Tiger surprisingly didn’t win any of the other majors in 2001 after winning the Masters. At the end of the year, he still finished with the maximum wins on the PGA Tour (5) and was named the PGA Player of the Year and the PGA Tour Player of the Year, which was becoming a norm now. Unsurprisingly he again topped the money list.
2002 started on a credible but low-key note, Tiger only won 1 out of the 7 pre-Masters tournaments he competed in, the Bay Hill Invitational. Such was the level of dominance that Tiger had set in 1999 and 2000 that a record which would be considered envious for most on the circuit was considered par for the World Number 1.
Tiger entered Masters aiming to become only the third man in history after Jack Nicklaus and Nick Faldo to defend the Masters. Day 1 saw 11 golfers tied for 7th position with 2 under par, and Tiger was one of them! Tiger shot one better on day 2 enabling him to be part of a 5 man group tied for 3rd place.
On Day 3 he was 2 strokes better than anyone on the course as a 66 meant he was tied at top of the leaderboard with South African Retief Goosen with a total of 205, 11 under par. Rain meant that Tiger had to play 26 rounds of Day 3 to complete the 54 which made his 3rd round score even more incredible.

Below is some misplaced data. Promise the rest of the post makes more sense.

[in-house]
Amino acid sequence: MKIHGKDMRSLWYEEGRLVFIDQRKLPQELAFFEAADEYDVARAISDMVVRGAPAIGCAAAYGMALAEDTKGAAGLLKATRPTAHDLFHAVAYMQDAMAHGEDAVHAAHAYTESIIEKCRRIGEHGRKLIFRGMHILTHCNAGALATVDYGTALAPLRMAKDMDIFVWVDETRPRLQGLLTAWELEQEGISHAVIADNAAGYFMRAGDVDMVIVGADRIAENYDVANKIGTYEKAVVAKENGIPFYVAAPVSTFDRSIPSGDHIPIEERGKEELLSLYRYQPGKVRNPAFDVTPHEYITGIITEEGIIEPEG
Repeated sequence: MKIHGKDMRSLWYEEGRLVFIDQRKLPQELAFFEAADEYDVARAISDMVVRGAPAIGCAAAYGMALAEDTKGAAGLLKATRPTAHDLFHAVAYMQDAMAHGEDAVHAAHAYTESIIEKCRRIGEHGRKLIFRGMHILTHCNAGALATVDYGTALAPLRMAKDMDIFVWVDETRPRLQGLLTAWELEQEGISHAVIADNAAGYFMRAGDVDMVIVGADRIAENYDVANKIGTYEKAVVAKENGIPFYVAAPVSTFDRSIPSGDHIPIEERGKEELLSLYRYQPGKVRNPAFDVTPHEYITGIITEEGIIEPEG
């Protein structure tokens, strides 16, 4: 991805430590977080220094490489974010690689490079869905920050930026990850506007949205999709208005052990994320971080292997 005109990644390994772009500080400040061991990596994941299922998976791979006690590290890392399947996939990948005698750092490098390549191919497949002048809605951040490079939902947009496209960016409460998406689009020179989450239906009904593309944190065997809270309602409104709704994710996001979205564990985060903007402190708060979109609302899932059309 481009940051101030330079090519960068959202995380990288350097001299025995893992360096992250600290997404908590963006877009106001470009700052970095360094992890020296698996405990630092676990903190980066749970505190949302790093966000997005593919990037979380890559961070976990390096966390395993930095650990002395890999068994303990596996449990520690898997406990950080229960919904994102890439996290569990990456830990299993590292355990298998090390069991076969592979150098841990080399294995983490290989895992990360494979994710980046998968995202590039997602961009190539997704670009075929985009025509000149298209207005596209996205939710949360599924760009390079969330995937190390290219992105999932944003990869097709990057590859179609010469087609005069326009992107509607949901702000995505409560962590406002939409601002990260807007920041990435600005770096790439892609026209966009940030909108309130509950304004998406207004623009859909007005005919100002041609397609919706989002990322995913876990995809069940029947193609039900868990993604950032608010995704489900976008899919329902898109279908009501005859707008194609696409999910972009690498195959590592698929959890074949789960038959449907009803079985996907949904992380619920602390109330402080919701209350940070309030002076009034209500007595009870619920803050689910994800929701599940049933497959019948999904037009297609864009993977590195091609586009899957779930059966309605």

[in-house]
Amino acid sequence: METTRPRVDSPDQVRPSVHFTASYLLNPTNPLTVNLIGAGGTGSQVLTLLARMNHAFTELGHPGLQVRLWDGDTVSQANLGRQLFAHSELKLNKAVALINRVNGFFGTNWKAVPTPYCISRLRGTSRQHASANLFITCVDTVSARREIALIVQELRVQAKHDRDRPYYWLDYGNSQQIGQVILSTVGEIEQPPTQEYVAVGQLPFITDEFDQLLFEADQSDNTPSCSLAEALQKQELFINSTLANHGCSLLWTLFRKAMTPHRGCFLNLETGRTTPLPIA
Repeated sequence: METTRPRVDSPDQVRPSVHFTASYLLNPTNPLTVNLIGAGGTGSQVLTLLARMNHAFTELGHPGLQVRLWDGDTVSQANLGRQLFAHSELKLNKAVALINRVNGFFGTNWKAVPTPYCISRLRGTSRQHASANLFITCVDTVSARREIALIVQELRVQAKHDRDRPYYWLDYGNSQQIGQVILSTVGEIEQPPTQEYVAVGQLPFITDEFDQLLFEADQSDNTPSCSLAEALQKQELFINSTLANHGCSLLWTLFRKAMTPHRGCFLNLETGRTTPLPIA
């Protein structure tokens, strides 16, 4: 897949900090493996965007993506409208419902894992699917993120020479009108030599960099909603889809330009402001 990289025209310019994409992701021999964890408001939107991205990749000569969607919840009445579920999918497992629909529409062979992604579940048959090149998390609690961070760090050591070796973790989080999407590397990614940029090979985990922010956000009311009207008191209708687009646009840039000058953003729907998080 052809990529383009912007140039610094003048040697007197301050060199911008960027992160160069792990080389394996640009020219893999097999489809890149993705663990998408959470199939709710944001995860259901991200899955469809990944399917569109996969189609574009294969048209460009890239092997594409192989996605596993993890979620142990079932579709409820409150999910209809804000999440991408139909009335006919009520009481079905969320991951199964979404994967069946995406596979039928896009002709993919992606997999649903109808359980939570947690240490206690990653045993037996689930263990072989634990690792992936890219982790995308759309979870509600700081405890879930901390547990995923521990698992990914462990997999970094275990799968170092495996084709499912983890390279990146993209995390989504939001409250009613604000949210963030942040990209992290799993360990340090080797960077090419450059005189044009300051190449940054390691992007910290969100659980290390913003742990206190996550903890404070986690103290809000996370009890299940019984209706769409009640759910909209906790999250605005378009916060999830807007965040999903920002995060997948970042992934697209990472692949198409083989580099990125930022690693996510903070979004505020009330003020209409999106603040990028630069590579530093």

On Day 4 the weather made it difficult to score as well as the previous three days and Tiger could hit only a 71, but Goosen fell away and could only manage 74 meaning that Tiger had become the first man in over a decade and only the third in history to successfully complete a Masters defense.
Tiger was not at his best over the 4 days, not by any stretch of the imagination. There were bogeys spread over the 4 days. But his errors were at a minimum and crucially never at the wrong time. If his first Masters, title in 1997, had the exuberance of being his first Majors then the second one last year had the emotional aspect of completing the Tiger Slam. This was, however, a perfect example of ruthless efficiency.
Tiger’s father Earl always had over the top statements to celebrate his son’s Masters wins, after the first he compared him to a Messiah, after the second he said Tiger would change the World, this time around the statement was a lot more subtle that his son had something special which no other player in the world could seem to find. And it was perfectly apt too, the special Tiger had romped to his third Masters despite not being at his best.